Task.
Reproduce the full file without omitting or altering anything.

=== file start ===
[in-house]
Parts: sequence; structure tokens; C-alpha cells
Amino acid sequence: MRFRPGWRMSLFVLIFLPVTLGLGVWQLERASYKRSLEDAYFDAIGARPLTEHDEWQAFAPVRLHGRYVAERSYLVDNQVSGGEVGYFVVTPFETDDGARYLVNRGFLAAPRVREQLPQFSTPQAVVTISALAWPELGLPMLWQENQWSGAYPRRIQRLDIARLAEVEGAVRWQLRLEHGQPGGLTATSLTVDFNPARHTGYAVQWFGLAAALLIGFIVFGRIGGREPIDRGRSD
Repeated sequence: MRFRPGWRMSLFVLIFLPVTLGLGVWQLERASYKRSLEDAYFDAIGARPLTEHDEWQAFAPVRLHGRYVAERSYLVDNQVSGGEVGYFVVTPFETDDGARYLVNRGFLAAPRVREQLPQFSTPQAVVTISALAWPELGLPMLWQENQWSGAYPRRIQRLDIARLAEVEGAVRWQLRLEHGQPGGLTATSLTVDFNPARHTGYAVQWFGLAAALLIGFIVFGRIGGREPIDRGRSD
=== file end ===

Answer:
[in-house]
Parts: sequence; structure tokens; C-alpha cells
Amino acid sequence: MRFRPGWRMSLFVLIFLPVTLGLGVWQLERASYKRSLEDAYFDAIGARPLTEHDEWQAFAPVRLHGRYVAERSYLVDNQVSGGEVGYFVVTPFETDDGARYLVNRGFLAAPRVREQLPQFSTPQAVVTISALAWPELGLPMLWQENQWSGAYPRRIQRLDIARLAEVEGAVRWQLRLEHGQPGGLTATSLTVDFNPARHTGYAVQWFGLAAALLIGFIVFGRIGGREPIDRGRSD
Repeated sequence: MRFRPGWRMSLFVLIFLPVTLGLGVWQLERASYKRSLEDAYFDAIGARPLTEHDEWQAFAPVRLHGRYVAERSYLVDNQVSGGEVGYFVVTPFETDDGARYLVNRGFLAAPRVREQLPQFSTPQAVVTISALAWPELGLPMLWQENQWSGAYPRRIQRLDIARLAEVEGAVRWQLRLEHGQPGGLTATSLTVDFNPARHTGYAVQWFGLAAALLIGFIVFGRIGGREPIDRGRSD